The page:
Whether you work construction, on a farm, landscaping, or just spend time exerting yourself in the summer heat, you need to avoid heat stroke. Here are signs of heat stroke and the difference from heat exhaustion.

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When it's hot and humid, it's difficult for your body to stay cool. If you get hot too fast, or your body loses fluid or salt through dehydration or sweating, you could have a heat-related illness. Watch for these signs...

Heat Stroke Symptoms

Hot, dry, red skin
Rapid pulse
High body temperature ≥ 105°
Loss of alertness
Unconsciousness or coma
Rapid and shallow breathing

If you or someone you know suffers a heat stroke, call 911 immediately. Cool down immediately in a cool place, a cool bath, or in AC. You can also place ice on wrists, ankles, and armpits, or wrap up in a cool, wet sheet.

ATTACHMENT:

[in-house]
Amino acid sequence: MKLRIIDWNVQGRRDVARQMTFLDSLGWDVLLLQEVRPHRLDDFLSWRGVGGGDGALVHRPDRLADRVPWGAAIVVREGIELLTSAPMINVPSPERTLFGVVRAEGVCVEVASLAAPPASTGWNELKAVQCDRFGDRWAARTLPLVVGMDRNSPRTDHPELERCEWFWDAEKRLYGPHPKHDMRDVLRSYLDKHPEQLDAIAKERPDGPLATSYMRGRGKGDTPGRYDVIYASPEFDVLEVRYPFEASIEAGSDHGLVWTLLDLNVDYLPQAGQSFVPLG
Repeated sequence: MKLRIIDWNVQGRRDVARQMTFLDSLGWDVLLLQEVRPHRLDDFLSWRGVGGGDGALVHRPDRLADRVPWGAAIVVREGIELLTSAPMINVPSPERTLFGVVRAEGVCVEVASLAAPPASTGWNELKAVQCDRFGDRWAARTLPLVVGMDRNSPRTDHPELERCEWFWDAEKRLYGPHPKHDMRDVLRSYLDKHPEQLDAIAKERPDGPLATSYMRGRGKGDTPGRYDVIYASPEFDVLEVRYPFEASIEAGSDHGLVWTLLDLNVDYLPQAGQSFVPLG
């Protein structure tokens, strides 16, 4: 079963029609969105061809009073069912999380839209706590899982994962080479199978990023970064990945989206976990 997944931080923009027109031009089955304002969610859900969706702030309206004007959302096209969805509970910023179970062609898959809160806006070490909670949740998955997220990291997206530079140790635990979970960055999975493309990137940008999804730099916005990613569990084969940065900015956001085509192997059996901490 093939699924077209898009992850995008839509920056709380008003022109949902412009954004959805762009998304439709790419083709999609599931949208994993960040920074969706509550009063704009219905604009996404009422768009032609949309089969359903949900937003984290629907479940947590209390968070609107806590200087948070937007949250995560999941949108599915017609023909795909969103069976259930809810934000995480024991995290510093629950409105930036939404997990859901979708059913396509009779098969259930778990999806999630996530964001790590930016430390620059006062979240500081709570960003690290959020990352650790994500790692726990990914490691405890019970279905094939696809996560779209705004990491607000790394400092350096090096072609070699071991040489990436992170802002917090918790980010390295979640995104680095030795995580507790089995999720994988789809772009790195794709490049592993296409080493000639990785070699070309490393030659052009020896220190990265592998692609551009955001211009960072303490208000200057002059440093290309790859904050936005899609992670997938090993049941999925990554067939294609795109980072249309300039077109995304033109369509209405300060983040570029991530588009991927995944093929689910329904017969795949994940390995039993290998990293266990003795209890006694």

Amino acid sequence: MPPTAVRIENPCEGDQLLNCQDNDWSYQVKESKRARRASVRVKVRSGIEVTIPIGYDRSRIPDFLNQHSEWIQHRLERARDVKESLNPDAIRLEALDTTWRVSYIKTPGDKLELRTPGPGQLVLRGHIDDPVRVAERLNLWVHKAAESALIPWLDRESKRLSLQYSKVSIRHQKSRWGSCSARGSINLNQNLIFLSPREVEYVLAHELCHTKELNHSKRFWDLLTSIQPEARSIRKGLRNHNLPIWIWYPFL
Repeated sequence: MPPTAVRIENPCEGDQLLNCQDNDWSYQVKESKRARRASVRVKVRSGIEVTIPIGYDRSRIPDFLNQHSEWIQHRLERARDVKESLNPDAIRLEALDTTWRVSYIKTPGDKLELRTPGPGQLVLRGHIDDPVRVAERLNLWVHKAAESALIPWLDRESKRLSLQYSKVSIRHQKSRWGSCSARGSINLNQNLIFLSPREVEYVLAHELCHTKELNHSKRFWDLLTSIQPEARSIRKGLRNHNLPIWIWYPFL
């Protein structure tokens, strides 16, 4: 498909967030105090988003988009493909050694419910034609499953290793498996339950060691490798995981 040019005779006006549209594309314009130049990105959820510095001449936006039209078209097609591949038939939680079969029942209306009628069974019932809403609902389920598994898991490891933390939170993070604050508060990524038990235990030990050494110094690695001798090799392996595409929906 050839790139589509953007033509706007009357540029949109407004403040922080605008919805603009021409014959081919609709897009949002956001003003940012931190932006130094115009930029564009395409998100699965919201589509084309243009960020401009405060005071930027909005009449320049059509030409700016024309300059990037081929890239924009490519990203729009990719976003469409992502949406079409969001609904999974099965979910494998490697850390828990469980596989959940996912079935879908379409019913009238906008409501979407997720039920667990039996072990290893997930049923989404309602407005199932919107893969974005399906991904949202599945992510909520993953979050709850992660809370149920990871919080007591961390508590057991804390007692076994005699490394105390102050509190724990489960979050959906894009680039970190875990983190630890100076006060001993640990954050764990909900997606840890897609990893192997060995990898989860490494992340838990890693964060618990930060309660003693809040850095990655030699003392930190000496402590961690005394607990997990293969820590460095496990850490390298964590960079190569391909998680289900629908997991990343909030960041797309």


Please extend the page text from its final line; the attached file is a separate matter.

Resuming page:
Heat Exhaustion Symptoms

Heavy sweating
Cold, pale, clammy skin

If you or someone you know has heat exhaustion, which can quickly lead to heat stroke, move into a cool place. Loosen clothes and apply cool, wet clothes to the neck, face, and arms. Sip water slowly.

Oneida County Health Department
Oneida County Health Department

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